Archaeologists discover ancient 4,400-year-old tomb buried in Egypt

Archaeologists discover ancient 4,400-year-old tomb buried in Egypt

A well-preserved ancient tomb has been discovered south of the Egyptian capital of Cairo – and more exciting finds are expected in the coming months.

The tomb is decorated with hieroglyphs and statues and archaeologists are preparing to make more discoveries as they excavate the site.

It was found buried in a ridge "untouched and unlooted" at the ancient necropolis of Saqqara, according to Mostafa Waziri, secretary-general of the Supreme Council of Antiquities.

He described the latest find as "one of a kind in the last decades".

The tomb dates from the rule of Neferirkare Kakai, the third king of the Fifth Dynasty of the Old Kingdom.

One of the shafts was unsealed with nothing inside, however the other four were sealed and teams are expecting to make discoveries when they start uncovering the shafts on Sunday.

Waziri is particularly hopeful about one of the shafts, which he believes could lead to a coffin.

"I can imagine that all of the objects can be found in this area. This shaft should lead to a coffin or a sarcophagus of the owner of the tomb."
The tomb is 10 metres (33 ft) long, three metres (9.8 ft) wide and just under three metres high.

Waziri said the tomb is unique because of the statues and its near perfect condition.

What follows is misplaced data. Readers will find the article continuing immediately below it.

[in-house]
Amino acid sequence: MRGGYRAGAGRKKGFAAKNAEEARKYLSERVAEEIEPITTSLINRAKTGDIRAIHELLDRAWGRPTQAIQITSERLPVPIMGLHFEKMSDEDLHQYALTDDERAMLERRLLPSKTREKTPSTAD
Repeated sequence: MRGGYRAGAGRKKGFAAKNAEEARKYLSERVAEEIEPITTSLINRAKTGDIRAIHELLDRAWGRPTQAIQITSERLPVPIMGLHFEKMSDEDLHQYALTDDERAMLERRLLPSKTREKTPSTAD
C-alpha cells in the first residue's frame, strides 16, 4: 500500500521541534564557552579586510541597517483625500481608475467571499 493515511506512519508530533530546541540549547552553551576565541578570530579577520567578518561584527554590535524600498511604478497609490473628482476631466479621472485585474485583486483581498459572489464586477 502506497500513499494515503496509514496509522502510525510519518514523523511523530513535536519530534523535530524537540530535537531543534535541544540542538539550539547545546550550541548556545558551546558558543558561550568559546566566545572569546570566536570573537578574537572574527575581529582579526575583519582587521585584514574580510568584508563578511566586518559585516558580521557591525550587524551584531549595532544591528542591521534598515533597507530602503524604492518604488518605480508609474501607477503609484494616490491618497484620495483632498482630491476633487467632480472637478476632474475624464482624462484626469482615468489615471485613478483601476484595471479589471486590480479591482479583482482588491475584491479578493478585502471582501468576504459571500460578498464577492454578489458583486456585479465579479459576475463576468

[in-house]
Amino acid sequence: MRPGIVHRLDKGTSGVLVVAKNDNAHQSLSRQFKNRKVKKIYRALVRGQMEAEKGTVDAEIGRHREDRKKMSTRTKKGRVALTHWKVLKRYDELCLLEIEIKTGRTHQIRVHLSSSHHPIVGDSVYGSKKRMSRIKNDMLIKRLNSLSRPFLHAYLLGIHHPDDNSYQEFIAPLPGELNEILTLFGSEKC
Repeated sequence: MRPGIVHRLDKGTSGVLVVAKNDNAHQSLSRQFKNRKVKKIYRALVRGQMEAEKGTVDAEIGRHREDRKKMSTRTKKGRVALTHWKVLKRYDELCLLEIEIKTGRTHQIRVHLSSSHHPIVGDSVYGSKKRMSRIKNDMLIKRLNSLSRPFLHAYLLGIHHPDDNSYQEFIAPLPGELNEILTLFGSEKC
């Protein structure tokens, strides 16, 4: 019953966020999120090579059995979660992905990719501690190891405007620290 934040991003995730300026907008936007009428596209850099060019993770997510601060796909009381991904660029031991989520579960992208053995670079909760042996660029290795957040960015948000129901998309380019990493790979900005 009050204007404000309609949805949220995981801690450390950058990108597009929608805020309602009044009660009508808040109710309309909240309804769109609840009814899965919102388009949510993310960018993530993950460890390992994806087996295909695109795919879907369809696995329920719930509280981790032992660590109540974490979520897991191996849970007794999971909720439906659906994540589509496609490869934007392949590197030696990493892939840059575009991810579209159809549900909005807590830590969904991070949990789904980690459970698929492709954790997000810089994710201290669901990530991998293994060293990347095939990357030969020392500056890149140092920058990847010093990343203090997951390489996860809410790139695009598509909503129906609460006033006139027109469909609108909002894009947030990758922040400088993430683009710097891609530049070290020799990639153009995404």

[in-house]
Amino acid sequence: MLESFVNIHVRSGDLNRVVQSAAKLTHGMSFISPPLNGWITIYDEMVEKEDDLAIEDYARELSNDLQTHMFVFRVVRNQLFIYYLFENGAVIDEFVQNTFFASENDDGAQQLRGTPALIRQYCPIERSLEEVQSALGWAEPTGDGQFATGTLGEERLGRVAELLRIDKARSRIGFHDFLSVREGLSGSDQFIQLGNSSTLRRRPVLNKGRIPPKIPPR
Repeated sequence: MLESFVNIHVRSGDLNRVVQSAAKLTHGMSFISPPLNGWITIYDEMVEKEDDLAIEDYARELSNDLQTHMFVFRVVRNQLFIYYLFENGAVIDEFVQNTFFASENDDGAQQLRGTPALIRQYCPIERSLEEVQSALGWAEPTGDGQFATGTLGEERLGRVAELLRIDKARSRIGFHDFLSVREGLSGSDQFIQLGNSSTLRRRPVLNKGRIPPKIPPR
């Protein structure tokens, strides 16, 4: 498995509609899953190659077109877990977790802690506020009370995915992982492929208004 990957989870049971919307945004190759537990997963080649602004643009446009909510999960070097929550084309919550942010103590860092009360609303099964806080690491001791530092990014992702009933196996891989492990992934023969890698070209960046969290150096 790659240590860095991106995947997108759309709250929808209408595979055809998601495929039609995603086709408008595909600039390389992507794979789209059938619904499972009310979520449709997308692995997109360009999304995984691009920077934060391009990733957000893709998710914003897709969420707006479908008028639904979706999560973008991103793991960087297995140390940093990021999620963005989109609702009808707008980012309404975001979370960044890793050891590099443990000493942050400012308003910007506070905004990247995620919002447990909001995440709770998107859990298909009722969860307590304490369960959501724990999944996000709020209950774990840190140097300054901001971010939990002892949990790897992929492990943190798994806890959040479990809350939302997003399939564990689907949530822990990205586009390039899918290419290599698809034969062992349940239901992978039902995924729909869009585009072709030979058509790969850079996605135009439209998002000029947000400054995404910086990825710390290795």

He said: "The colour is almost intact even though the tomb is almost 4,400 years old."

The tomb lies in a buried ridge that has only partially been uncovered and more discoveries are expected to be made there
when archaeologists start more excavation work in January.

The Fifth Dynasty ruled Egypt from about 2,500 BC to 2,350 BC, not long after the great pyramid of Giza was built.

Saqqara served as the necropolis for Memphis, the capital of ancient Egypt for more than two millennia.

Ancient Egyptians mummified humans to preserve their bodies for the afterlife, while animal mummies were used as religious offerings.
Egypt has revealed over a dozen ancient discoveries this year.

The country hopes the finds will brighten its image abroad and revive interest among travelers who once flocked to its iconic pharaonic temples and pyramids but who fled after the 2011 political uprising.

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